Subject(s)
COVID-19 , Coinfection , MicroRNAs , Orthomyxoviridae , Humans , Prospective Studies , SARS-CoV-2 , Computational Biology
9.
Respirology ; 28(Supplement 2):153-154, 2023.
Article in English | EMBASE | ID: covidwho-2318332

ABSTRACT

Introduction/Aim: A chronic obstructive pulmonary disease (COPD) criteria-led discharge (CLD) pathway created on evidence-based guidelines was introduced at Canterbury Hospital to reduce unwanted clinical variation detected during a previous Agency for Clinical Innovation (ACI) audit. This audit aims to review whether adherence to COPD evidence-based guidelines improved after the CLD introduction. Method(s): The electronic medical records of patients admitted to Canterbury Hospital between 14/02/2022 and 01/08/2022 with a diagnosis of COPD, defined as DRG codes E65A and E65B, were reviewed. Data including patient demographics, admission dates, vaccination status, smoking status and cessation counselling, oxygen targets, inhalers, antibiotics, steroids and referrals on discharge were recorded in REDCap. Deidentified data was extracted into excel, grouped based on admission date being pre or post the CLD implementation date of 09/05/2022. The chi square test was used to determine significance. Result(s): A total of 66 patients were included for analysis (n = 25 pre-intervention, n = 39 post-intervention). Appropriate steroid discharge plans and inhaler technique reviews improved post CLD implementation. Antibiotic usage was more consistent with community acquired pneumonia guidelines rather than infective exacerbation of COPD for both groups. Vaccination documentation was generally poor aside from for Coronavirus disease (COVID-19), though there was significant improvement in the discussion of influenza vaccine post CLD. Documentation of oxygen targets did not improve. Referrals to outpatient respiratory services were high in both groups. Conclusion(s): Introduction of a COPD CLD improved adherence to some aspects of COPD evidence-based management at Canterbury Hospital. Further initiatives should be considered targeting appropriate antibiotic usage, oxygen targets and discussion of preventative measures such as vaccination.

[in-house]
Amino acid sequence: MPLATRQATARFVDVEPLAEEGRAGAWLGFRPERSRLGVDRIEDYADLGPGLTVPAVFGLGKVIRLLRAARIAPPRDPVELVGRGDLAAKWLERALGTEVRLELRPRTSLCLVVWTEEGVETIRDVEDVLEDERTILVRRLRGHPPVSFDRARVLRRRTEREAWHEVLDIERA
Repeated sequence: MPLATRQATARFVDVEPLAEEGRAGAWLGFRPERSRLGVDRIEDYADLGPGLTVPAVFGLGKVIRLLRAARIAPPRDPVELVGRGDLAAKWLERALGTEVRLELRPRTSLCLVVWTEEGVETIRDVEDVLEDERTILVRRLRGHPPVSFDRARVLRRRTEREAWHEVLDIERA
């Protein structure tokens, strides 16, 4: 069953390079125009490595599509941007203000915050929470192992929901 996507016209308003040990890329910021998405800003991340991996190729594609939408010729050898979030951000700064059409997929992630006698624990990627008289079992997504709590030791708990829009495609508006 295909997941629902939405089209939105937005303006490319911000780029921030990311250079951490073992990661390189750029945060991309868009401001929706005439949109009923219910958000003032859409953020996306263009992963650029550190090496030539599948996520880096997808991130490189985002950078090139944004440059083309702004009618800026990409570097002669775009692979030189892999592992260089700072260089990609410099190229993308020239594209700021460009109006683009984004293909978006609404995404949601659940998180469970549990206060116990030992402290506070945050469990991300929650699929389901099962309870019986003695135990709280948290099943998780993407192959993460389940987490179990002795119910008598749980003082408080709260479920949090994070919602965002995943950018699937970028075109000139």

10.
Studies in Natural Products Chemistry ; 76:41-65, 2023.
Article in English | Scopus | ID: covidwho-2313272

ABSTRACT

Chronic respiratory diseases affect both the upper and lower airways. The main components of the respiratory system are the rib cage, airways, and the pulmonary interstitium. The airway originates in the trachea, a structure located in the mediastinum, which splits into two parts to form the main bronchus (right and left bronchi). The bronchi gradually divide into secondary bronchi, bronchioles, alveolar ducts, and alveoli. Acute or chronic respiratory diseases are present in all age groups, with many different forms of clinical presentation. In general, the most common diseases are asthma, chronic obstructive pulmonary disease, respiratory allergies, occupational lung diseases, pulmonary hypertension, sinusitis, pharyngitis, bronchitis, tuberculosis, cold, and influenza (flu). Among the acute illnesses, infections of the upper respiratory tract, flu, and pneumonia are particularly prominent, and since 2019, we could include in this group the COVID-19 with the beginning of the pandemic of this disease. For chronic diseases, diseases of the lower respiratory tract are the most common, such as bronchitis, emphysema, and asthma. © 2023 Elsevier B.V.

11.
J Allergy Clin Immunol ; 2022 Nov 21.
Article in English | MEDLINE | ID: covidwho-2317981

ABSTRACT